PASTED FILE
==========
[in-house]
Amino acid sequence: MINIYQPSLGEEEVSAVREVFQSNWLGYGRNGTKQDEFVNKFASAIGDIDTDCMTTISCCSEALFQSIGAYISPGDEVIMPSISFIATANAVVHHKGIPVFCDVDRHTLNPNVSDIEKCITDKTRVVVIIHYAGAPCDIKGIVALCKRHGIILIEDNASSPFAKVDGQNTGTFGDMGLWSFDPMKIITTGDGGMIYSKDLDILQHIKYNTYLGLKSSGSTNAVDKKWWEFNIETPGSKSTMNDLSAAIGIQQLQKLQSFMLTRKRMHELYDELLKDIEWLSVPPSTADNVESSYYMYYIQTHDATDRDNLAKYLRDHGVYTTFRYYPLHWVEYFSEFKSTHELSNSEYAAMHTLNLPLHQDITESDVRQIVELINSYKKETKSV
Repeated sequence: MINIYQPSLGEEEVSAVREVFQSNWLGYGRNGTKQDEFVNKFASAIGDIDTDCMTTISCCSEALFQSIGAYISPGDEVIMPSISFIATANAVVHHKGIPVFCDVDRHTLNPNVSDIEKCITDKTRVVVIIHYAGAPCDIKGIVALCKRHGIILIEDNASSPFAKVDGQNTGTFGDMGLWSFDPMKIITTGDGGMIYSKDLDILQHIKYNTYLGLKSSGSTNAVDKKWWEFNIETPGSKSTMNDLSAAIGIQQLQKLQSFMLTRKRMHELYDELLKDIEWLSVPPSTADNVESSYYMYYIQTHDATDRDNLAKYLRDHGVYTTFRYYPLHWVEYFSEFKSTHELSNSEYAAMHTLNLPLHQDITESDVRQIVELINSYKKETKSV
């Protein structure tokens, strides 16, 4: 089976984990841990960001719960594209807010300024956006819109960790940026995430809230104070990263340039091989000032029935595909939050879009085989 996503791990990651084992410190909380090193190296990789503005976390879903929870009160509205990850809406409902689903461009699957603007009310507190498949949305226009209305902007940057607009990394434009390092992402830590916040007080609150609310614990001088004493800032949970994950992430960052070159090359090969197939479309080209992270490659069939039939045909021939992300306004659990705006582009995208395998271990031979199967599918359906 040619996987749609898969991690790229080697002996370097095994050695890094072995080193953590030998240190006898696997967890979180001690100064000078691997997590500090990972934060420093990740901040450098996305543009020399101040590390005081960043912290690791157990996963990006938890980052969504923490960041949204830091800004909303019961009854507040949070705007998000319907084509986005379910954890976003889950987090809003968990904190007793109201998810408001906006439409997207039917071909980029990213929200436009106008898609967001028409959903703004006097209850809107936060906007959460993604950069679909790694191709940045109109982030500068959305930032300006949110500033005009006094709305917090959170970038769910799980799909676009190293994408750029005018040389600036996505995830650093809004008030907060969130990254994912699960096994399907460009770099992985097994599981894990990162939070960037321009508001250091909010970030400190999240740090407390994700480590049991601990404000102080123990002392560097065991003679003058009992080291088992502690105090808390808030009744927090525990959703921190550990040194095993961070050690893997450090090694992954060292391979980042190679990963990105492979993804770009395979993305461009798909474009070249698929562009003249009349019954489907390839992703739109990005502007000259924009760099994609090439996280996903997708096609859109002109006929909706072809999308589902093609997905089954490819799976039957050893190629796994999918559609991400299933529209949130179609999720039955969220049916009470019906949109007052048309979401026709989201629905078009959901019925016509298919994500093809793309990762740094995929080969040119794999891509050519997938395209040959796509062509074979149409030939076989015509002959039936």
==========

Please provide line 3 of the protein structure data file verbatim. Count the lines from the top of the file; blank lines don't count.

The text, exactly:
Repeated sequence: MINIYQPSLGEEEVSAVREVFQSNWLGYGRNGTKQDEFVNKFASAIGDIDTDCMTTISCCSEALFQSIGAYISPGDEVIMPSISFIATANAVVHHKGIPVFCDVDRHTLNPNVSDIEKCITDKTRVVVIIHYAGAPCDIKGIVALCKRHGIILIEDNASSPFAKVDGQNTGTFGDMGLWSFDPMKIITTGDGGMIYSKDLDILQHIKYNTYLGLKSSGSTNAVDKKWWEFNIETPGSKSTMNDLSAAIGIQQLQKLQSFMLTRKRMHELYDELLKDIEWLSVPPSTADNVESSYYMYYIQTHDATDRDNLAKYLRDHGVYTTFRYYPLHWVEYFSEFKSTHELSNSEYAAMHTLNLPLHQDITESDVRQIVELINSYKKETKSV